Using just one reusable nappy a day saves 900 single-use nappies from landfill - and it’s kinder to parents’ pockets. Surely that’s a gift worth giving?
So many people are in despair at the amount of ‘stuff’ they own. So many parents just don’t want to see another plastic toy. The question “What do you want for Christmas” fills us with dread, not joy.
There are three in my brood, and as the youngest hits his second Christmas, there really is nothing he needs. We have clothes. We have toys. (Actually, we have toys EVERYWHERE). We have plates, sippy cups, pyjamas and everything else imaginable.
It’s so bad that when my mum saw a small tear in the side of our change mat, her eyes lit up as she exclaimed: “Ooh, I could get the baby a new change mat for Christmas!” Thanks, Mum.
But when my third was born, I received a lovely gift - a gorgeous little pocket nappy. I’ve always used reusables but my eldest was born before birth-to-potty nappies really existed. Until my Baba+Boo dropped through the letterbox, my youngest was destined for nine year old pre-folds.
It was a lovely, thoughtful gift. It was cute. It was functional. It would last for years. It would save me money. I was genuinely grateful, and for baby’s first Christmas, the pre-folds were replaced with gorgeous, easy-to-use pocket nappies.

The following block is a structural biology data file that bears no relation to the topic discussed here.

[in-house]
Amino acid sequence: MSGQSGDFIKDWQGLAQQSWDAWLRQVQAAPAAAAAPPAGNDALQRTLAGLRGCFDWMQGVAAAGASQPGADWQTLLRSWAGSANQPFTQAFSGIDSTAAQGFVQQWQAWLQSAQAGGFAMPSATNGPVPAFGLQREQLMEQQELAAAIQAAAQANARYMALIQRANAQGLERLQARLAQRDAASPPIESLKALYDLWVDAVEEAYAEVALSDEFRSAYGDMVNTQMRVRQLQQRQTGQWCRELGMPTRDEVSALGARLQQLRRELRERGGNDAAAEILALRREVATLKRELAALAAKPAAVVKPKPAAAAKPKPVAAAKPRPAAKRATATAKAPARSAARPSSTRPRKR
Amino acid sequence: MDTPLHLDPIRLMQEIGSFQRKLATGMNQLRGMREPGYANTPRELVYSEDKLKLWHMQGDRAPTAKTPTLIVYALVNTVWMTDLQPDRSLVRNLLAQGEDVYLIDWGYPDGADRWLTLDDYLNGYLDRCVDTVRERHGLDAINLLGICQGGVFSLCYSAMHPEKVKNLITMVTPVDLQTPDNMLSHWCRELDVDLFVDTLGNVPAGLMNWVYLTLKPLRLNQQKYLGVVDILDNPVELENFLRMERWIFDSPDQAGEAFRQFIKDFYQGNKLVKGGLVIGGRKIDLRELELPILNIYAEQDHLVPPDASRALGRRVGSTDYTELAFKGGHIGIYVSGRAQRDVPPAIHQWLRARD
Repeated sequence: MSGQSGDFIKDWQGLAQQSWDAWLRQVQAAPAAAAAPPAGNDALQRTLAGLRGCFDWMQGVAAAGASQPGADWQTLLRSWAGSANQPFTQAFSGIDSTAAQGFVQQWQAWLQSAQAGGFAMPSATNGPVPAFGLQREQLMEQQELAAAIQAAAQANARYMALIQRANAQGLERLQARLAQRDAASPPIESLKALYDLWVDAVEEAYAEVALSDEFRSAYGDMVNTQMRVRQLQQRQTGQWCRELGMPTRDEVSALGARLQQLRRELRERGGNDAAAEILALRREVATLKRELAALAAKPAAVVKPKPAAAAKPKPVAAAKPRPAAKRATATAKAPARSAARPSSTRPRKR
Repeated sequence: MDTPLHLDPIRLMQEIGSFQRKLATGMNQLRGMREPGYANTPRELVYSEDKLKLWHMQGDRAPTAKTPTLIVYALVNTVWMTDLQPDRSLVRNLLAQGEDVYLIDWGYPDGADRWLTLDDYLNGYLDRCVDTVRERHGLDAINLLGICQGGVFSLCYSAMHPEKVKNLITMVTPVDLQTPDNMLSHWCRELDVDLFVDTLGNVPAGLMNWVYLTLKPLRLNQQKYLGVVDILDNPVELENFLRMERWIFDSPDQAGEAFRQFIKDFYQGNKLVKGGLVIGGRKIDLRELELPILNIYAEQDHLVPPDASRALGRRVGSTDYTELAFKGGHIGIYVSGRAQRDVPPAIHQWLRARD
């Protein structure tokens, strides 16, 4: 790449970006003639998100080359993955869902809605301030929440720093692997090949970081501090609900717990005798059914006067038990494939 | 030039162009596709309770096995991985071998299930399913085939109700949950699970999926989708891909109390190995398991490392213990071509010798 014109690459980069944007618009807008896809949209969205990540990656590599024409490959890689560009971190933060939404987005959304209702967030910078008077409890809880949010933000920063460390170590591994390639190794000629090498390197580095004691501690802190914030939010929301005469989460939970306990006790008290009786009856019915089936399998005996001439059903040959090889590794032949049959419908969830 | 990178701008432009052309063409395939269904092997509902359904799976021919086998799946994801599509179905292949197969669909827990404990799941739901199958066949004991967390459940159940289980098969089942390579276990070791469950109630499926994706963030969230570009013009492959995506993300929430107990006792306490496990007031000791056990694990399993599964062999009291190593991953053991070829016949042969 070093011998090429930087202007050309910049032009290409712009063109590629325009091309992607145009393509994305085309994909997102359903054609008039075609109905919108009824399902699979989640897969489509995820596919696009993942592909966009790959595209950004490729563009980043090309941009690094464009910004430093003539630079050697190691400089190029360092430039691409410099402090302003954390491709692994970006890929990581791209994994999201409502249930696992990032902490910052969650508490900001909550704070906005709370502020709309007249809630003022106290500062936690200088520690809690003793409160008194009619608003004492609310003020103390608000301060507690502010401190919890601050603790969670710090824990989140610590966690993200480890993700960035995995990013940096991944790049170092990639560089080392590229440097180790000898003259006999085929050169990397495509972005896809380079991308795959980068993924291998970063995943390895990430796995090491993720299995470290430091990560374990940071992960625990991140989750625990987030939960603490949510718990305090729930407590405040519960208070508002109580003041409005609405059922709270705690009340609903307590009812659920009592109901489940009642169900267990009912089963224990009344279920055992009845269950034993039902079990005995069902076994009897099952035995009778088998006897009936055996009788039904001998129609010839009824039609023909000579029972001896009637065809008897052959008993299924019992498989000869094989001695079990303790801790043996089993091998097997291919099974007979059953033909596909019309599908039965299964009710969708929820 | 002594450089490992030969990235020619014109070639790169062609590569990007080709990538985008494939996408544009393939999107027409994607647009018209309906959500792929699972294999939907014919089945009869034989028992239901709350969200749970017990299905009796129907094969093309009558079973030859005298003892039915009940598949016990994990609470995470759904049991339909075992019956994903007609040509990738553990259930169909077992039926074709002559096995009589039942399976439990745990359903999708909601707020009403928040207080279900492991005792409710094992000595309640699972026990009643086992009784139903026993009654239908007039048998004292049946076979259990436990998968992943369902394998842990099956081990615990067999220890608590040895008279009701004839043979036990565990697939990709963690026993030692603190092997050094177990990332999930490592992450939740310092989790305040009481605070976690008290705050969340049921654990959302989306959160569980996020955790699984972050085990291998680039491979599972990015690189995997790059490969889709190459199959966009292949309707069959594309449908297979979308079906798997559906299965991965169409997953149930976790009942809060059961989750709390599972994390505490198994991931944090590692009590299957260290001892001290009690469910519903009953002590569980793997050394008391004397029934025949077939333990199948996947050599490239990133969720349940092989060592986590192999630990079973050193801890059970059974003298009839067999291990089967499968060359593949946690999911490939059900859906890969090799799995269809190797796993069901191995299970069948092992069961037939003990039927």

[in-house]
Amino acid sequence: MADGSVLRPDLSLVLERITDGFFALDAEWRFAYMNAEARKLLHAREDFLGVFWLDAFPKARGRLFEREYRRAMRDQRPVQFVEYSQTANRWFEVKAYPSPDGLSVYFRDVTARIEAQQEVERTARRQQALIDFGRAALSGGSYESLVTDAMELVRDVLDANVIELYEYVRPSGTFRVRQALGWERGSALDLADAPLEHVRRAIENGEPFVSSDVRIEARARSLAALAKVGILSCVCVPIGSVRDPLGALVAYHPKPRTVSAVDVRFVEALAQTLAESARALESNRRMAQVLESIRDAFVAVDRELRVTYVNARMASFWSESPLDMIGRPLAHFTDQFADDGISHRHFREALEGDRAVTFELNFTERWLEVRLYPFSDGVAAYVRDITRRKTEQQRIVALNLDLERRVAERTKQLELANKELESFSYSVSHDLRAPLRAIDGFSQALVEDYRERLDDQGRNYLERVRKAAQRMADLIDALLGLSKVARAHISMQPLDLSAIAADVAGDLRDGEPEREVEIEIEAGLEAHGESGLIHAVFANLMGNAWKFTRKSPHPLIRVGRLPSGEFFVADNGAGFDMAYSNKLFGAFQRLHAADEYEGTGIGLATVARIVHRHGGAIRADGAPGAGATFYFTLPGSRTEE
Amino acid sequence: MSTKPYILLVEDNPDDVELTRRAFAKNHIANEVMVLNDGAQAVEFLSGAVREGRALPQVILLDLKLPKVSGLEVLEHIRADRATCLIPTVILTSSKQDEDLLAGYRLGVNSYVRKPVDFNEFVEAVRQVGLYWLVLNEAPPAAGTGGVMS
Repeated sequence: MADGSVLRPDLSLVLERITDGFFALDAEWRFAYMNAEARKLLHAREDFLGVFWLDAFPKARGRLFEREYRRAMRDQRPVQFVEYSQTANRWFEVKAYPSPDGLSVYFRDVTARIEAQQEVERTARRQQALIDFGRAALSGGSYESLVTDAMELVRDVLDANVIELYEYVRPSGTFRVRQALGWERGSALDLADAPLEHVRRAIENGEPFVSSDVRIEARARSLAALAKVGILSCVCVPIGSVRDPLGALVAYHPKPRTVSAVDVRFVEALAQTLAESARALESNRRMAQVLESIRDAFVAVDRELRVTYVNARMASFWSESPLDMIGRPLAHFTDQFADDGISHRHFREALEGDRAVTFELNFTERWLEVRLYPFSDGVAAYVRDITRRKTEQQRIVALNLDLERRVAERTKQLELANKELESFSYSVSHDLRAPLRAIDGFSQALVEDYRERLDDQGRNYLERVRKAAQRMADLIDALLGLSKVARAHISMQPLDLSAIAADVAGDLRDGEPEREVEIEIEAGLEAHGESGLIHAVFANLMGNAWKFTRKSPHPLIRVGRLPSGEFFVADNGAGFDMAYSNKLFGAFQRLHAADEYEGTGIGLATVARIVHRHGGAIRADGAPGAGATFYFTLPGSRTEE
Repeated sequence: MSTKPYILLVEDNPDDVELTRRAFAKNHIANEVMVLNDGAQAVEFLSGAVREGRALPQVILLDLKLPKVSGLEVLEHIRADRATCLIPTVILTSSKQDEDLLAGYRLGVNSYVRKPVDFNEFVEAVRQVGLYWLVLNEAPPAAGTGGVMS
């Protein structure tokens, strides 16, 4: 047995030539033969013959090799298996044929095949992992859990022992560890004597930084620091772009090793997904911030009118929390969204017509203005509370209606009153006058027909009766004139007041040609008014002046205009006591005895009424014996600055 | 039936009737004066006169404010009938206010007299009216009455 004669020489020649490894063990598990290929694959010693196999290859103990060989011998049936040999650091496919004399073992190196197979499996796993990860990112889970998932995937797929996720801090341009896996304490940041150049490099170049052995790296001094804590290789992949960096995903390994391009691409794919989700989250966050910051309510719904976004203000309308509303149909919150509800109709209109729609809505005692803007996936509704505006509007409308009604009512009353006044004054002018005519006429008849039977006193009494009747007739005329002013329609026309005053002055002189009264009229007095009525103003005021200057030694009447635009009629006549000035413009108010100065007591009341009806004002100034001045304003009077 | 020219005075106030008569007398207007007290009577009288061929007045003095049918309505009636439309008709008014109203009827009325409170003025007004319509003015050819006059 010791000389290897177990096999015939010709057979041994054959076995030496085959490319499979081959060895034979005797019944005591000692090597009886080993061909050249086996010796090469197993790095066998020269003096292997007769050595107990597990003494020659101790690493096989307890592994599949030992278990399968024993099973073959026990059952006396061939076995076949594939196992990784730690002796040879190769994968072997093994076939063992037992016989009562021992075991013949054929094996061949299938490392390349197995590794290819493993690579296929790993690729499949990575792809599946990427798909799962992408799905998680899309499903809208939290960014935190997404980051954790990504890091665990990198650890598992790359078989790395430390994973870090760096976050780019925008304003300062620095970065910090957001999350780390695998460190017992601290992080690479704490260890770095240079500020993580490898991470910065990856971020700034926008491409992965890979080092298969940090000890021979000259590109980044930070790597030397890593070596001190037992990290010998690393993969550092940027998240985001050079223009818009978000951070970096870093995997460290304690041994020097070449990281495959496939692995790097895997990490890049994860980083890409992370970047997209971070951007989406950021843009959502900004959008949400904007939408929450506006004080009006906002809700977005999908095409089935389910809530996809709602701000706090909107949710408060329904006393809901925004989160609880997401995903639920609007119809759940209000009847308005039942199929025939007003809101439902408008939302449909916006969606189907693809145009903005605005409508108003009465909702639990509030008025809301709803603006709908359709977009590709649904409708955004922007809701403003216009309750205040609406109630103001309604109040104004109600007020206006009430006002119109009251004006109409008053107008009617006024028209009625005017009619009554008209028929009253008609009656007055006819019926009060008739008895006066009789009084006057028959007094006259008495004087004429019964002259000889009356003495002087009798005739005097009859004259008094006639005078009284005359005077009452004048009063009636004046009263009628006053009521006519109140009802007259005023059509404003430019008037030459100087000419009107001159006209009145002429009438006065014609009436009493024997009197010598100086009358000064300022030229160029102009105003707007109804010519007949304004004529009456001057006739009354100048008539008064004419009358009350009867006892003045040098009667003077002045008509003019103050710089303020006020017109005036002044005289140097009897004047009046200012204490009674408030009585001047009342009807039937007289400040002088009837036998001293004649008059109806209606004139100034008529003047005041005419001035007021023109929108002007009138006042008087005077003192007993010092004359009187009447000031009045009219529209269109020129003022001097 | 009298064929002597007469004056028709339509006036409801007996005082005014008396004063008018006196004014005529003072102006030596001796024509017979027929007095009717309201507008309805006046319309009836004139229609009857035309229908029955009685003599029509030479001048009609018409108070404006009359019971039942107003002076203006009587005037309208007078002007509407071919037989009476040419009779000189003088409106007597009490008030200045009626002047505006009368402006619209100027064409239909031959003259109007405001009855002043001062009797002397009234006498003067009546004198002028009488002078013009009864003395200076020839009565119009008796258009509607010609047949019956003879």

As a giver of gifts, I have excruciating guilt about giving things that other people don’t really want. Having done the ‘new baby’ thing, I refuse to give clothes (I vividly remember my shame at the things my firstborn grew out of...which still had the label attached). But toys are a minefield, so what else?
My friend Kate recently had her third baby, and I really thought hard about what to give her. She’s always used single-use nappies, so I wasn’t too sure about giving her a reusable. Would it look like I was pushing my values onto her? Would the nappy get added to the pile of the instantly forgotten?
In the end, I decided that, because she’s got a great eye for design, she would appreciate a cute little print, no matter what.
I gave her the nappy, and added a note which read “You know the joy you get when someone buys you a book that you wouldn’t have chosen for yourself - and you absolutely love it? Well, this is, hopefully, that kind of gift. Even if you never buy another, just using one reusable a day will save you about 900 disposables... I won’t be offended if you don’t use it - but don’t get rid of it. Trust me, you’ll thank me when bubba has a poorly tummy and it’s poo-nami city because you can pop the cover over a disposable...it WILL contain what a single-use can’t. And the inserts make awesome cleaning cloths X”
Needless to say, my worrying was for nothing. Kate thought it was cute and different, and loved the fact it was neither pink nor blue.
Four months later, she’s a fully fledged cloth bum mum. With a nappy on her Christmas list.